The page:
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Undocumented immigrant mother separated from child at border shares story from Colorado

Posted at 6:01 PM, Jun 25, 2018
and last updated 2018-06-25 20:01:43-04

AURORA, Colo. — Immigration officials are still working to reunite children with the families they were separated from under the Zero Tolerance Policy. Fifty adults were sent to the ICE detention facility in Aurora.

Thousands of those families are seeking asylum in the U.S. as they flee violence in Central America. One woman who has gone through this journey a few years ago shared her story of escape from violence in El Salvador.

She tells her story from Colorado, where she has settled with her daughter. In 2016, she escaped El Salvador with her 5-year-old daughter after a death threat from a local gang. They traveled for a month and finally reached the Texas border.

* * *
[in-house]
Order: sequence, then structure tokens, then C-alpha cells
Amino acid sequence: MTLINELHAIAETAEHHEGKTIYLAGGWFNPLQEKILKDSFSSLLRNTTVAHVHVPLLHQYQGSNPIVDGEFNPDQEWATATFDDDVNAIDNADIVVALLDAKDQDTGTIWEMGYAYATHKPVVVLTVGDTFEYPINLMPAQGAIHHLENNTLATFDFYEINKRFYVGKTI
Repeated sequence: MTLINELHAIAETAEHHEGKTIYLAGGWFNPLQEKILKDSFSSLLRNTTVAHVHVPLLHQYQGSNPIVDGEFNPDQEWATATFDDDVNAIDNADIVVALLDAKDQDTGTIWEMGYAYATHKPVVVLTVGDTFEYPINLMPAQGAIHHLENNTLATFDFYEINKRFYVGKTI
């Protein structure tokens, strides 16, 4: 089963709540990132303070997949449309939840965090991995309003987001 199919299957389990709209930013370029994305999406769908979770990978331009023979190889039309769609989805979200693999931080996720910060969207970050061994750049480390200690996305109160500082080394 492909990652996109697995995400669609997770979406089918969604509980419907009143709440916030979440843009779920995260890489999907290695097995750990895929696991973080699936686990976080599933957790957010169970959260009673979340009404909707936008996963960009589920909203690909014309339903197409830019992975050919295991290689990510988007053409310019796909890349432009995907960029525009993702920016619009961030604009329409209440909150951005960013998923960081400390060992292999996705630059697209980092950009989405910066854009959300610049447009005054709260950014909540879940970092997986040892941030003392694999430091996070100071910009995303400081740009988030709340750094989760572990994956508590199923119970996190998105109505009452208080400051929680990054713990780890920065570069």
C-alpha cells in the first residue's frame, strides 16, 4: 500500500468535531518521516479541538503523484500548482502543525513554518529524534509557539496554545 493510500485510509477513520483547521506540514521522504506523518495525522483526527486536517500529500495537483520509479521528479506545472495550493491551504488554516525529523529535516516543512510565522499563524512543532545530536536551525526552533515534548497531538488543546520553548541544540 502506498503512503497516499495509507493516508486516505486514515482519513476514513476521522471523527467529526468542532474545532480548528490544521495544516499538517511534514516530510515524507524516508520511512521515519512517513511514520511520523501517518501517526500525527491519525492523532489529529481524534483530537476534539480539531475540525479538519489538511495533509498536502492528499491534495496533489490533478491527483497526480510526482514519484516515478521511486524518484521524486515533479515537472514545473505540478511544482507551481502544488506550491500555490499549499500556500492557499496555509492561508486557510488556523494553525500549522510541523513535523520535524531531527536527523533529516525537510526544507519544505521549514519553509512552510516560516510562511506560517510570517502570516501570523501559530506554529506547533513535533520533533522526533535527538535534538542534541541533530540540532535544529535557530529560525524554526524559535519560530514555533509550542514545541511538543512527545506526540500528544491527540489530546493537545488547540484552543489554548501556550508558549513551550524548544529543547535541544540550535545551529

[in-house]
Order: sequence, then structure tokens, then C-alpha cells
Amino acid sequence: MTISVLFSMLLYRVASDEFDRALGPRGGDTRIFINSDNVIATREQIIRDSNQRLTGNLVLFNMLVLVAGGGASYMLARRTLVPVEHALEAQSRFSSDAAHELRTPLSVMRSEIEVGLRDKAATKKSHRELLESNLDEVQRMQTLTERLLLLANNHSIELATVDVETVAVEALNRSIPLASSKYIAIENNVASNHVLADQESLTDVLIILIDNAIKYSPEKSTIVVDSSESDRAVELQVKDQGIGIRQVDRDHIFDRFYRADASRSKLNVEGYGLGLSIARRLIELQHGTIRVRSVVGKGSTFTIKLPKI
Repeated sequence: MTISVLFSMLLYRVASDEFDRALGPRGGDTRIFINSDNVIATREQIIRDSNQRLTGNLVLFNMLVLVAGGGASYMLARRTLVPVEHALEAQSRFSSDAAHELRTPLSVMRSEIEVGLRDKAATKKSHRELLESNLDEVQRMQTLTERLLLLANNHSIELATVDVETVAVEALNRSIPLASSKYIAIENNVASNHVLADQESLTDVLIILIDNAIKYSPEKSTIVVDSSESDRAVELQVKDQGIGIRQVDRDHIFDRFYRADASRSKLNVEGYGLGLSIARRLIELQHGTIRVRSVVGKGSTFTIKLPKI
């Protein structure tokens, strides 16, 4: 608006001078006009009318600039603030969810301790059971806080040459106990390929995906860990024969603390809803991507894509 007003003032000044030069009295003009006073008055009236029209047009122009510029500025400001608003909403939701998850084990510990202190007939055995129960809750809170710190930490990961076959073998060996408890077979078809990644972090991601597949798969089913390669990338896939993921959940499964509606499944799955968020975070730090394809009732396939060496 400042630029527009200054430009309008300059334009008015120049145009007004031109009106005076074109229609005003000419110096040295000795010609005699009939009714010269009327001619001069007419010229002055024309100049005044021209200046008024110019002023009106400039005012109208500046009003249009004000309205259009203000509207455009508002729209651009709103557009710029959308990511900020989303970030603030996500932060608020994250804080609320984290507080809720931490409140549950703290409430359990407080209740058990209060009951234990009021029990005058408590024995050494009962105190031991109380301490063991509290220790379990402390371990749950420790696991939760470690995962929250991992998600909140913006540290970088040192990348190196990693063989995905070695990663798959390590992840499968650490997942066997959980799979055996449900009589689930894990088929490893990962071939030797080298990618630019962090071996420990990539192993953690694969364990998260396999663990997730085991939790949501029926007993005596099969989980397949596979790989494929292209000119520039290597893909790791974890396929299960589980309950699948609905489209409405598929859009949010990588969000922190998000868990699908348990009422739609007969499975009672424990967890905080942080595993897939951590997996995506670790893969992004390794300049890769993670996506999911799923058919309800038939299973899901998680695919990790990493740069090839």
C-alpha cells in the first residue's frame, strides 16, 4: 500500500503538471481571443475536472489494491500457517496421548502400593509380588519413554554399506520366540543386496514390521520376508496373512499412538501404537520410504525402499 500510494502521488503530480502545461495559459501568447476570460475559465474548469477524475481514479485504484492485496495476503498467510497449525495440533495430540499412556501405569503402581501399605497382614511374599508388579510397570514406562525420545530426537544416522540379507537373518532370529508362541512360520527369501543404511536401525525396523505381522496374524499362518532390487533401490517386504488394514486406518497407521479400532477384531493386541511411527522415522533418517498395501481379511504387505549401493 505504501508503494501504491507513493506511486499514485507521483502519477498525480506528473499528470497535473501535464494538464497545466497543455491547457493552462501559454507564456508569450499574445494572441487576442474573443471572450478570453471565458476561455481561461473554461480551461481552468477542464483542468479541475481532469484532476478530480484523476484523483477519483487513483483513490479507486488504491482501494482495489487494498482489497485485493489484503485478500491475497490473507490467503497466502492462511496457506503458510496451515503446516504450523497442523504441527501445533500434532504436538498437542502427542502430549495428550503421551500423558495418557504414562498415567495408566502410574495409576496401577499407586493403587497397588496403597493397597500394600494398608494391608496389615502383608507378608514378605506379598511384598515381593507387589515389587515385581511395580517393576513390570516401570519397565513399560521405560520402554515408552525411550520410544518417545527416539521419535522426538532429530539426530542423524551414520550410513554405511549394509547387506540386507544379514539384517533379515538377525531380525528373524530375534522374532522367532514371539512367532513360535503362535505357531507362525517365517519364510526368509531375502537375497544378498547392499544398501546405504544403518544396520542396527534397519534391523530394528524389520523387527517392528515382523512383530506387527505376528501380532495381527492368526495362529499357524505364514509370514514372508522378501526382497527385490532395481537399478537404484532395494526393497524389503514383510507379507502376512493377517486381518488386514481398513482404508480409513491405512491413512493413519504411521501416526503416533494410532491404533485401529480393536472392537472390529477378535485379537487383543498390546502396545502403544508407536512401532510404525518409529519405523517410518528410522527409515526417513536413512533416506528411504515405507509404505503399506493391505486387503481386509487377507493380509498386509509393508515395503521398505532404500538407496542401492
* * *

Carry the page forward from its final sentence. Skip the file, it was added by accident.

At the time, under the Obama administration, family separations were not widespread but not unheard of either. Her daughter was taken to am HHS facility, and she was detained.

"The truth is I thought I wasn't going to see her again,” said the woman. "I told them they can’t do that. We have to be together. And then they told me if I didn't let them take her, they would immediately deport us both."

It took two weeks she said, for officials to locate her child’s whereabouts and three weeks before they could talk over the phone.

"I would say with God first, we are going to see each other again," the woman said as she recounted her phone conversations with her daughter.

More than a month later, they were finally reunited.

In a statement, the Department of Homeland Security said its process ensures that family members know where they are and have regular communication with their parents.

According to statistics provided by DHS, only 17 percent of the more than 2,000 separated minors in HHS facilities were placed there as a result of the Zero Tolerance Policy. The rest of 83 percent came to the U.S. without a parent or guardian.

For this woman and her daughter, they still have a long road ahead to convince a judge they are safest here in the United States.

"I can only say this should no longer happen. That no kid is taken from their parents because it's a trauma these kids go through. And it affects them and is impossible to forget,” she said.